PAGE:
How 3M executives convinced a scientist the forever chemicals she found in human blood were safe

How 3M executives convinced a scientist the forever chemicals she found in human blood were safe

ProPublica reports:

Kris Hansen had worked as a chemist at the 3M Corporation for about a year when her boss, an affable senior scientist named Jim Johnson, gave her a strange assignment. 3M had invented Scotch Tape and Post-­it notes; it sold everything from sandpaper to kitchen sponges. But on this day, in 1997, Johnson wanted Hansen to test human blood for chemical contamination.

Several of 3M’s most successful products contained man-made compounds called fluorochemicals. In a spray called Scotchgard, fluorochemicals protected leather and fabric from stains. In a coating known as Scotchban, they prevented food packaging from getting soggy. In a soapy foam used by firefighters, they helped extinguish jet-fuel fires. Johnson explained to Hansen that one of the company’s fluorochemicals, PFOS — short for perfluorooctanesulfonic acid — often found its way into the bodies of 3M factory workers. Although he said that they were unharmed, he had recently hired an outside lab to measure the levels in their blood. The lab had just reported something odd, however. For the sake of comparison, it had tested blood samples from the American Red Cross, which came from the general population and should have been free of fluorochemicals. Instead, it kept finding a contaminant in the blood.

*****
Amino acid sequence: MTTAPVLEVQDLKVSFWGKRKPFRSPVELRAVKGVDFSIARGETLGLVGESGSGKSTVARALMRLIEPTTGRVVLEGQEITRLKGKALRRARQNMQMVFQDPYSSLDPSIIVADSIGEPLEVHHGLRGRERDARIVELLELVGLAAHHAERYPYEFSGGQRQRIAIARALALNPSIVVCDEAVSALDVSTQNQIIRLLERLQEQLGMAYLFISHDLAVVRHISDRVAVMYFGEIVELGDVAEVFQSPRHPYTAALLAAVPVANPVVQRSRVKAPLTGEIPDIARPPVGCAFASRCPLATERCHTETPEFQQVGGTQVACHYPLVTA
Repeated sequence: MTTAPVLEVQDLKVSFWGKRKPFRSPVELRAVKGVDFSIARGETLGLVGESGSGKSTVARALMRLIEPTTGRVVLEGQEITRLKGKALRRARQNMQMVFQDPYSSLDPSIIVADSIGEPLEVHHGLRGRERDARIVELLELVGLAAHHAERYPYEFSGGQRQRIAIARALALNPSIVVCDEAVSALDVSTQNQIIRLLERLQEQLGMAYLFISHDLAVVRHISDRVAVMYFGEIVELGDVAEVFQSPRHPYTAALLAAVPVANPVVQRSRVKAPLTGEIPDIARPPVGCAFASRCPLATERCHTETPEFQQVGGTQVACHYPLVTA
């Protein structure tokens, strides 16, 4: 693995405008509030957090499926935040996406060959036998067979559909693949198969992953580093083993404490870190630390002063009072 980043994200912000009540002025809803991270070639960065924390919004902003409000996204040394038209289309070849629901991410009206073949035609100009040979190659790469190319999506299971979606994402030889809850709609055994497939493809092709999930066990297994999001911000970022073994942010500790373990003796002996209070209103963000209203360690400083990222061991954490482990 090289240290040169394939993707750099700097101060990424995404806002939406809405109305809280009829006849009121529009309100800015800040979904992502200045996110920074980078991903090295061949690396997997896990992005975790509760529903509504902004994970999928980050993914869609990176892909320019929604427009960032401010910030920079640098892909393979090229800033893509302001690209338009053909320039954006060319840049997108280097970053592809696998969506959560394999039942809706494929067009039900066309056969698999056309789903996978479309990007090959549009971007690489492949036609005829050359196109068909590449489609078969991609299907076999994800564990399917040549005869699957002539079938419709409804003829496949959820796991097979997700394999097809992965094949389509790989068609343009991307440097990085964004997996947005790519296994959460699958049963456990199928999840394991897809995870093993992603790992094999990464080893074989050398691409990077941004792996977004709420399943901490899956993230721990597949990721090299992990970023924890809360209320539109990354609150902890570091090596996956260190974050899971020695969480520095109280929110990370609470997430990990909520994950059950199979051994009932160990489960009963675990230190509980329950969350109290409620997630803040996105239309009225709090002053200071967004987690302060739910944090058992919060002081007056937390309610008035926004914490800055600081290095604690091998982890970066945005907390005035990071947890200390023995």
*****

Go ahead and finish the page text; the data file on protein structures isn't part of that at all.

Johnson asked Hansen to figure out whether the lab had made a mistake. Detecting trace levels of chemicals was her specialty: She had recently written a doctoral dissertation about tiny particles in the atmosphere. Hansen’s team of lab technicians and junior scientists fetched a blood sample from a lab-­supply company and prepped it for analysis. Then Hansen switched on an oven-­size box known as a mass spectrometer, which weighs molecules so that scientists can identify them.

As the lab equipment hummed around her, Hansen loaded a sample into the machine. A graph appeared on the mass spectrometer’s display; it suggested that there was a compound in the blood that could be PFOS. That’s weird, Hansen thought. Why would a chemical produced by 3M show up in people who had never worked for the company?

Hansen didn’t want to share her results until she was certain that they were correct, so she and her team spent several weeks analyzing more blood, often in time-consuming overnight tests. All the samples appeared to be contaminated. When Hansen used a more precise method, liquid chromatography, the results left little doubt that the chemical in the Red Cross blood was PFOS. [Continue reading…]

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